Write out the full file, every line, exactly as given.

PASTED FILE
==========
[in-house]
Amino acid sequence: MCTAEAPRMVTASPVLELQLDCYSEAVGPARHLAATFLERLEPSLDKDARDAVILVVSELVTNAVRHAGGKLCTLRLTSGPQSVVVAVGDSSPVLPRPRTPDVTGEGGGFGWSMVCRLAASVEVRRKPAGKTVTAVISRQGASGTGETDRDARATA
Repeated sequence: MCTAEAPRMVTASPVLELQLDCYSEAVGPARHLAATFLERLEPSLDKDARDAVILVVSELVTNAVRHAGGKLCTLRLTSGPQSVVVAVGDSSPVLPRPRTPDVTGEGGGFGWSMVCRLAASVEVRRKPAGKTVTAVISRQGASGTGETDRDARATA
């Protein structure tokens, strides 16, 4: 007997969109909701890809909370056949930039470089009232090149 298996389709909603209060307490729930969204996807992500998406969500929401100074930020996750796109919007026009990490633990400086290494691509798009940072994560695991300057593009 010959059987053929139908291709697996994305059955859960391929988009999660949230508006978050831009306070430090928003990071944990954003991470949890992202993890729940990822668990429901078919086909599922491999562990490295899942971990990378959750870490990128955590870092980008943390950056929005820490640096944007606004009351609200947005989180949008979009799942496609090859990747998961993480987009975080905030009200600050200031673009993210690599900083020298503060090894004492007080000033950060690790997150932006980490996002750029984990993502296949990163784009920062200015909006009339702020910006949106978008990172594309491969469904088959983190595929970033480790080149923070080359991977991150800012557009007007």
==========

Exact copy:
[in-house]
Amino acid sequence: MCTAEAPRMVTASPVLELQLDCYSEAVGPARHLAATFLERLEPSLDKDARDAVILVVSELVTNAVRHAGGKLCTLRLTSGPQSVVVAVGDSSPVLPRPRTPDVTGEGGGFGWSMVCRLAASVEVRRKPAGKTVTAVISRQGASGTGETDRDARATA
Repeated sequence: MCTAEAPRMVTASPVLELQLDCYSEAVGPARHLAATFLERLEPSLDKDARDAVILVVSELVTNAVRHAGGKLCTLRLTSGPQSVVVAVGDSSPVLPRPRTPDVTGEGGGFGWSMVCRLAASVEVRRKPAGKTVTAVISRQGASGTGETDRDARATA
């Protein structure tokens, strides 16, 4: 007997969109909701890809909370056949930039470089009232090149 298996389709909603209060307490729930969204996807992500998406969500929401100074930020996750796109919007026009990490633990400086290494691509798009940072994560695991300057593009 010959059987053929139908291709697996994305059955859960391929988009999660949230508006978050831009306070430090928003990071944990954003991470949890992202993890729940990822668990429901078919086909599922491999562990490295899942971990990378959750870490990128955590870092980008943390950056929005820490640096944007606004009351609200947005989180949008979009799942496609090859990747998961993480987009975080905030009200600050200031673009993210690599900083020298503060090894004492007080000033950060690790997150932006980490996002750029984990993502296949990163784009920062200015909006009339702020910006949106978008990172594309491969469904088959983190595929970033480790080149923070080359991977991150800012557009007007």